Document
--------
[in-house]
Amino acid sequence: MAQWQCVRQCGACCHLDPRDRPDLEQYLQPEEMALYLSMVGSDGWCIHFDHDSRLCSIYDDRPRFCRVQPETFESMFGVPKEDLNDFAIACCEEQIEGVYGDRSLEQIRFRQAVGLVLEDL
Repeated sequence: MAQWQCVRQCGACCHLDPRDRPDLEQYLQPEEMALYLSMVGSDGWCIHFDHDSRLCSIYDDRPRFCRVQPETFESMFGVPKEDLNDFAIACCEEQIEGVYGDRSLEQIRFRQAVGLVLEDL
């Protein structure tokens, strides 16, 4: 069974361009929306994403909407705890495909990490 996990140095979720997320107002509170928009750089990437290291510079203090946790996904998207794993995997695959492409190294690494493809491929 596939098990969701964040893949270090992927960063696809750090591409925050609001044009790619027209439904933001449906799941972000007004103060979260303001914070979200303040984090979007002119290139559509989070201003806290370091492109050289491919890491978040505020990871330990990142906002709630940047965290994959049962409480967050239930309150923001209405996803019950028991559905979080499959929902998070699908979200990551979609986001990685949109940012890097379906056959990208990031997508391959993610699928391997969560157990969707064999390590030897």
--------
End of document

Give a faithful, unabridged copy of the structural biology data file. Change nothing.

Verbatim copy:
[in-house]
Amino acid sequence: MAQWQCVRQCGACCHLDPRDRPDLEQYLQPEEMALYLSMVGSDGWCIHFDHDSRLCSIYDDRPRFCRVQPETFESMFGVPKEDLNDFAIACCEEQIEGVYGDRSLEQIRFRQAVGLVLEDL
Repeated sequence: MAQWQCVRQCGACCHLDPRDRPDLEQYLQPEEMALYLSMVGSDGWCIHFDHDSRLCSIYDDRPRFCRVQPETFESMFGVPKEDLNDFAIACCEEQIEGVYGDRSLEQIRFRQAVGLVLEDL
């Protein structure tokens, strides 16, 4: 069974361009929306994403909407705890495909990490 996990140095979720997320107002509170928009750089990437290291510079203090946790996904998207794993995997695959492409190294690494493809491929 596939098990969701964040893949270090992927960063696809750090591409925050609001044009790619027209439904933001449906799941972000007004103060979260303001914070979200303040984090979007002119290139559509989070201003806290370091492109050289491919890491978040505020990871330990990142906002709630940047965290994959049962409480967050239930309150923001209405996803019950028991559905979080499959929902998070699908979200990551979609986001990685949109940012890097379906056959990208990031997508391959993610699928391997969560157990969707064999390590030897």